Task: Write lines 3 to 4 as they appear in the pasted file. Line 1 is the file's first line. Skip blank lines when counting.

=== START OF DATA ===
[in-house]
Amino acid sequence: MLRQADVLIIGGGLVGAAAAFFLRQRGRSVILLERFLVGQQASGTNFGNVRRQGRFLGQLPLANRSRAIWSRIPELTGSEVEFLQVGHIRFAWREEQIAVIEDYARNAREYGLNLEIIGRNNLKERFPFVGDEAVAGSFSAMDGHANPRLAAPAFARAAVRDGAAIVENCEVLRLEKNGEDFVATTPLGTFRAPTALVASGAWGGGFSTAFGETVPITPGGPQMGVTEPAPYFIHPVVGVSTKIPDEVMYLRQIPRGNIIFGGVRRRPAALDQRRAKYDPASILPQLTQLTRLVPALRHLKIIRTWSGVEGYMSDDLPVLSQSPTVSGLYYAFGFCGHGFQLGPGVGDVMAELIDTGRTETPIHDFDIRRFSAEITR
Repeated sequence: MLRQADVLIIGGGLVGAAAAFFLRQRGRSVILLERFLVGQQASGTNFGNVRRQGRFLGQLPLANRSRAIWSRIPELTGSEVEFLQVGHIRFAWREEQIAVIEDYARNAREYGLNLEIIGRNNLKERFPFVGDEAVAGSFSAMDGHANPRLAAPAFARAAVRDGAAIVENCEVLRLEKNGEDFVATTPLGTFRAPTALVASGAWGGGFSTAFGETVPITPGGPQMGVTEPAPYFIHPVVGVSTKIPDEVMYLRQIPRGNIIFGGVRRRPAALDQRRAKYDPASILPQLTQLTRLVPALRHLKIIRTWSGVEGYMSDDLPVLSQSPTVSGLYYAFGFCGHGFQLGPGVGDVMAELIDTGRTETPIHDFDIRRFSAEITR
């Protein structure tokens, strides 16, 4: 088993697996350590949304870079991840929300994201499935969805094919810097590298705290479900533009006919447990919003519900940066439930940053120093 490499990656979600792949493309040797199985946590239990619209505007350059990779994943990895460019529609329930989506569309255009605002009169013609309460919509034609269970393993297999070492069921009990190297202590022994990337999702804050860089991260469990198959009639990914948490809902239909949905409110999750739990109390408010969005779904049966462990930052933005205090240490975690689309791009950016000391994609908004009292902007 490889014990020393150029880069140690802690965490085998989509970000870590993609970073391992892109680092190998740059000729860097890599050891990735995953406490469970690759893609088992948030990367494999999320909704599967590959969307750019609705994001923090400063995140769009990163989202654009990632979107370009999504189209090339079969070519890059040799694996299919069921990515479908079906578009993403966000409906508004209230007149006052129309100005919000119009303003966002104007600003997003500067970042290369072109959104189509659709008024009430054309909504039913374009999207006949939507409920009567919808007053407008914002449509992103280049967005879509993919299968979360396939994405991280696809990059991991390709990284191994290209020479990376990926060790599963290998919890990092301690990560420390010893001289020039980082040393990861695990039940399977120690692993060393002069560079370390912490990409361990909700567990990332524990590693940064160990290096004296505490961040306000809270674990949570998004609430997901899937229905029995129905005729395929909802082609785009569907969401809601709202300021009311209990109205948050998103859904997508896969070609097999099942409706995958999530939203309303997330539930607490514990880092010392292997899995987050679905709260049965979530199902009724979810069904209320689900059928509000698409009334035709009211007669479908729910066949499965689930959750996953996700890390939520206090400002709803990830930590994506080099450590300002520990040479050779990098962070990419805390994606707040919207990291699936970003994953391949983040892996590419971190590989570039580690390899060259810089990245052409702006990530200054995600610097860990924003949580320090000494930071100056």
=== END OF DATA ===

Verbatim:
Repeated sequence: MLRQADVLIIGGGLVGAAAAFFLRQRGRSVILLERFLVGQQASGTNFGNVRRQGRFLGQLPLANRSRAIWSRIPELTGSEVEFLQVGHIRFAWREEQIAVIEDYARNAREYGLNLEIIGRNNLKERFPFVGDEAVAGSFSAMDGHANPRLAAPAFARAAVRDGAAIVENCEVLRLEKNGEDFVATTPLGTFRAPTALVASGAWGGGFSTAFGETVPITPGGPQMGVTEPAPYFIHPVVGVSTKIPDEVMYLRQIPRGNIIFGGVRRRPAALDQRRAKYDPASILPQLTQLTRLVPALRHLKIIRTWSGVEGYMSDDLPVLSQSPTVSGLYYAFGFCGHGFQLGPGVGDVMAELIDTGRTETPIHDFDIRRFSAEITR
């Protein structure tokens, strides 16, 4: 088993697996350590949304870079991840929300994201499935969805094919810097590298705290479900533009006919447990919003519900940066439930940053120093 490499990656979600792949493309040797199985946590239990619209505007350059990779994943990895460019529609329930989506569309255009605002009169013609309460919509034609269970393993297999070492069921009990190297202590022994990337999702804050860089991260469990198959009639990914948490809902239909949905409110999750739990109390408010969005779904049966462990930052933005205090240490975690689309791009950016000391994609908004009292902007 490889014990020393150029880069140690802690965490085998989509970000870590993609970073391992892109680092190998740059000729860097890599050891990735995953406490469970690759893609088992948030990367494999999320909704599967590959969307750019609705994001923090400063995140769009990163989202654009990632979107370009999504189209090339079969070519890059040799694996299919069921990515479908079906578009993403966000409906508004209230007149006052129309100005919000119009303003966002104007600003997003500067970042290369072109959104189509659709008024009430054309909504039913374009999207006949939507409920009567919808007053407008914002449509992103280049967005879509993919299968979360396939994405991280696809990059991991390709990284191994290209020479990376990926060790599963290998919890990092301690990560420390010893001289020039980082040393990861695990039940399977120690692993060393002069560079370390912490990409361990909700567990990332524990590693940064160990290096004296505490961040306000809270674990949570998004609430997901899937229905029995129905005729395929909802082609785009569907969401809601709202300021009311209990109205948050998103859904997508896969070609097999099942409706995958999530939203309303997330539930607490514990880092010392292997899995987050679905709260049965979530199902009724979810069904209320689900059928509000698409009334035709009211007669479908729910066949499965689930959750996953996700890390939520206090400002709803990830930590994506080099450590300002520990040479050779990098962070990419805390994606707040919207990291699936970003994953391949983040892996590419971190590989570039580690390899060259810089990245052409702006990530200054995600610097860990924003949580320090000494930071100056």